On the science front, a new evaluation of the data from Amarin’s REDUCE-IT trial of its drug Vascepa, which is a highly concentrated ethyl ester form of EPA, was presented at a recent American College of Cardiology. Researchers combed through the data from the trial and came up with some interesting findings about what endpoints are important when looking at EPA’s effects on cardiovascular health.
For REDUCE-IT Amarin enrolled 8,179 patients at 473 sites in 11 countries. The subjects had elevated cardiovascular risk and were already being treated with statins. The trial found that taking a daily 4 gram dose of EPA cut the combined rate of first and subsequent nonfatal heart attacks, strokes, cardiovascular deaths, procedures for coronary artery disease such as stenting, or hospitalizations for unstable angina by 25% and 30%, respectively, over a median of 4.9 years of follow-up.
In addition to statins, most patients in the trial were already on antiplatelet therapy, ACE-inhibitors/ARBs, beta blockers and aspirin. That led the Amarin research team to conclude that its drug, the form of which the company refers to as icosapent ethyl, offered a separate and incremental benefit.
The most recent look at the Amarin data, the results of which were presented at the meeting, delved into how a high dose EPA might be showing these benefits. As EPA has previously been shown to help lower high triglyceride levels, the assumption was that this was the key factor. The lower the triglycerides, the fewer the cardiac events, in other words.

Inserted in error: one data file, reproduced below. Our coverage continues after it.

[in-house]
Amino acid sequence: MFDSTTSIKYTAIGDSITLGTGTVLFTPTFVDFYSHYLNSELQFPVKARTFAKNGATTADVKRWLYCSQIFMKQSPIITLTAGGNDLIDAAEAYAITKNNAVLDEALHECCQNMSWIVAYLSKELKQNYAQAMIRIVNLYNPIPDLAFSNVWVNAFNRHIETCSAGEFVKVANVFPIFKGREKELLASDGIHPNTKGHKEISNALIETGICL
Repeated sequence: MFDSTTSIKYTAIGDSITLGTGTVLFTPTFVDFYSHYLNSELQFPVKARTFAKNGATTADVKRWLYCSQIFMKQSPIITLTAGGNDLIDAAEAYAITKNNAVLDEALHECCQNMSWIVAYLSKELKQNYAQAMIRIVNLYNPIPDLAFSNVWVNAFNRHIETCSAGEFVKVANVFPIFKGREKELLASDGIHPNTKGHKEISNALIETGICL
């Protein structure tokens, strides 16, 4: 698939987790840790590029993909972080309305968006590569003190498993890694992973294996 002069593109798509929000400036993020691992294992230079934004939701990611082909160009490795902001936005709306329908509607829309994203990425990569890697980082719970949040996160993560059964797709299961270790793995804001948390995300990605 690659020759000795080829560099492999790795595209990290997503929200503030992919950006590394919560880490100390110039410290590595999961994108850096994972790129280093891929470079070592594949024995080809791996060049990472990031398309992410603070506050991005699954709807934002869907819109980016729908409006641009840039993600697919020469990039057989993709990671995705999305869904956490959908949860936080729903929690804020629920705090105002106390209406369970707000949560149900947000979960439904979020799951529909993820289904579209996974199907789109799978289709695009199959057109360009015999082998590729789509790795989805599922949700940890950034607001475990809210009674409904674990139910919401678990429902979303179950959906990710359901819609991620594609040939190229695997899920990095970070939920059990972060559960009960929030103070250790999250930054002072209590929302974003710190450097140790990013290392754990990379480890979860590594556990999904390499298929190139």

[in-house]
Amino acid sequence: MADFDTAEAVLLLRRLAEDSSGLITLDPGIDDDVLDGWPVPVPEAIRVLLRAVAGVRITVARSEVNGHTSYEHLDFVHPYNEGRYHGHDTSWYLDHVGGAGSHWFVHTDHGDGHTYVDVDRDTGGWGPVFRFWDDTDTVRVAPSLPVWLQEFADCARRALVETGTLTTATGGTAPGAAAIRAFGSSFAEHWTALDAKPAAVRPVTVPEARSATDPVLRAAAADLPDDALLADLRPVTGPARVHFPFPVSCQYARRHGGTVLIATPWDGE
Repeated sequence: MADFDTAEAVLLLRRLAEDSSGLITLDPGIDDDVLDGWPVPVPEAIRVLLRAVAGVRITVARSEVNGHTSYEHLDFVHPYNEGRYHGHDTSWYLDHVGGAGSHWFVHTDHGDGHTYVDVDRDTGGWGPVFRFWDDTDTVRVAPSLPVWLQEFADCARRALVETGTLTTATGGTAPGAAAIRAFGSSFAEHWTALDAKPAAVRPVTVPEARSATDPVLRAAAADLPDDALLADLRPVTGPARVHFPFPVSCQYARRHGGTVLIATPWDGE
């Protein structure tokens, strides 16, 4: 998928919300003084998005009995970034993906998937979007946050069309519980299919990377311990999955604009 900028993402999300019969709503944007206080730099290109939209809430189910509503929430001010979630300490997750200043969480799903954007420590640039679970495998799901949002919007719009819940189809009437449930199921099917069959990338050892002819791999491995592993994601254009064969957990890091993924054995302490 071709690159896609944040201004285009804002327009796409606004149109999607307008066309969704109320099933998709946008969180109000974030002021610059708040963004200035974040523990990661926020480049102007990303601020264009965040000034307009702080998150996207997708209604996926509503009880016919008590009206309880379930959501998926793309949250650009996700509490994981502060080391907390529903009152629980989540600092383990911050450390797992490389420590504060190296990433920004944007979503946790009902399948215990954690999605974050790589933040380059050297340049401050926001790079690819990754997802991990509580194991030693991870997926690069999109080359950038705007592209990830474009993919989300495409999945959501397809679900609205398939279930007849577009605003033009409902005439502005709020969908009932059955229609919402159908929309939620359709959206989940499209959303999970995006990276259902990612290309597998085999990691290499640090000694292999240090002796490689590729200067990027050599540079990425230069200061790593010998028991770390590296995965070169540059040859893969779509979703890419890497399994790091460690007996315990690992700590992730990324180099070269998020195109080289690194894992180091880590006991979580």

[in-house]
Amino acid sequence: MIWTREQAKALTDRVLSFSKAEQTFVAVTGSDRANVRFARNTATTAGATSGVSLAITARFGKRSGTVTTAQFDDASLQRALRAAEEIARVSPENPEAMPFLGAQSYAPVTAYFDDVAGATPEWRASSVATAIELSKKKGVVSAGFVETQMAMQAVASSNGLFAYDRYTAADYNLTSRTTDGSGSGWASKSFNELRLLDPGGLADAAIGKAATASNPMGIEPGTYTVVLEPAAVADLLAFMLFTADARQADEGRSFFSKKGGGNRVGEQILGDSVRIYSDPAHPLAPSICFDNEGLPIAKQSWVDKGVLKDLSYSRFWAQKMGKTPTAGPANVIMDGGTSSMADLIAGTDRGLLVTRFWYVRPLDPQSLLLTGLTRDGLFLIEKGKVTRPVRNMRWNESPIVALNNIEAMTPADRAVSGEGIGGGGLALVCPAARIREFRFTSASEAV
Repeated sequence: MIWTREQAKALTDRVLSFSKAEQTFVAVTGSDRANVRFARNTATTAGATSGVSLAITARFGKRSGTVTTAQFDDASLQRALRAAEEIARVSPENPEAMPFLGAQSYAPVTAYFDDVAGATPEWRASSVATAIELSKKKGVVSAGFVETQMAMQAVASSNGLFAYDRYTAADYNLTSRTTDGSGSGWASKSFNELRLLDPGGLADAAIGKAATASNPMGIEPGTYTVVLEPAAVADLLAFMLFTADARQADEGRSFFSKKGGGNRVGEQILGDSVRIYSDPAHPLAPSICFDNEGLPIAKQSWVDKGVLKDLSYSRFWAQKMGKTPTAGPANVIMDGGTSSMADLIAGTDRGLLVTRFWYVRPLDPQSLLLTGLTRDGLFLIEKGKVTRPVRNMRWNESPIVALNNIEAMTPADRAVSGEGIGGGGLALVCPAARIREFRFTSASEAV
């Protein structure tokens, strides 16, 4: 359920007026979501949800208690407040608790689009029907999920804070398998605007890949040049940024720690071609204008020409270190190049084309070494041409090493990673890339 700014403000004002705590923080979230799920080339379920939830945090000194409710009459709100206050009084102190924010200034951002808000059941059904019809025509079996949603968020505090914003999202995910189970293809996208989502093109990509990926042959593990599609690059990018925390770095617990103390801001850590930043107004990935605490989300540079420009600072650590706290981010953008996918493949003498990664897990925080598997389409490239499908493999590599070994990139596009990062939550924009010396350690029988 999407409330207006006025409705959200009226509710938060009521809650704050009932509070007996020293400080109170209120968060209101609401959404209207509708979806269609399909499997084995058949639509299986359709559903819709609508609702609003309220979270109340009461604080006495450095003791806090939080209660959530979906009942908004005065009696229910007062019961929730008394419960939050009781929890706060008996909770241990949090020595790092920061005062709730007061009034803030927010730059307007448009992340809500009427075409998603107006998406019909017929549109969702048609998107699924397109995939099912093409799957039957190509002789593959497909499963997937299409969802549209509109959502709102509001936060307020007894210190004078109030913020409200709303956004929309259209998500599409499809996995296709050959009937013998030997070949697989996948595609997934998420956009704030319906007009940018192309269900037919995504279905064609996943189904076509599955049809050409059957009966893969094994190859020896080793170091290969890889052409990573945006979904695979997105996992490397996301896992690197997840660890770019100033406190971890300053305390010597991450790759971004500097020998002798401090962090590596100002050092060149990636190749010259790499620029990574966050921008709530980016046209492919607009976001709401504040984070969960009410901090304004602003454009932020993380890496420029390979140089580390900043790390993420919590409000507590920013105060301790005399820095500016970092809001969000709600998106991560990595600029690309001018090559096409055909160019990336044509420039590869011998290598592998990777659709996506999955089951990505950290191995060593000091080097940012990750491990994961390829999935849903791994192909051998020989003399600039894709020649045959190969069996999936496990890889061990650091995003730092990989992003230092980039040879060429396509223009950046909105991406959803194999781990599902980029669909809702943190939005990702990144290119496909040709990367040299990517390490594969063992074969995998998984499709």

The higher EPA levels, not lower triglycerides, found to be key factor
But that’s not what the most recent research found. The researchers found a direct correlation higher blood levels of omega-3s (in this case the specific level of EPA was of interest) and fewer cardiac events. Triglyceride levels, whether lower or higher, were not correlated in the same way.
According to an American College of Cardiology report on the meeting, the study’s lead author, Dr Deepak L. Bhatt, MD, of Brigham and Women’s Hospital and Harvard Medical School, had this to say about the research: "A major missing piece of the puzzle, and what many clinicians want to know, is how icosapent ethyl actually works to produce such dramatic cardiovascular risk lowering. On-treatment EPA levels achieved via the drug strongly correlated with lower rates of cardiovascular events, heart attack, stroke, coronary revascularization procedures, unstable angina, sudden cardiac arrest, new heart failure, or death for any reason.”
“Changes in triglycerides levels and other cardiovascular risk markers, including LDL, HDL, apoB and CRP, appear to be responsible for a significantly lesser portion of the overall observed benefit," Bhatt added.
Expert: Finding bolsters argument for supplements
Leading omega-3s researcher William S. Harris, PhD, professor at the Sanford School of Medicine at the University of South Dakota, said the finding could provide a significant boost to the argument in favor of omega-3 supplements. Harris is also CEO of OmegaQuant, a company that offers a simple test for measuring blood levels of omega-3s.
“The important thing here is whether you’re talking about Vascepa or Lovaza (a previously approved drug derived from fish oil), because they were lowering triglycerides an inattentive doctor might have assumed that’s how they worked and that was what was important,” Harris said.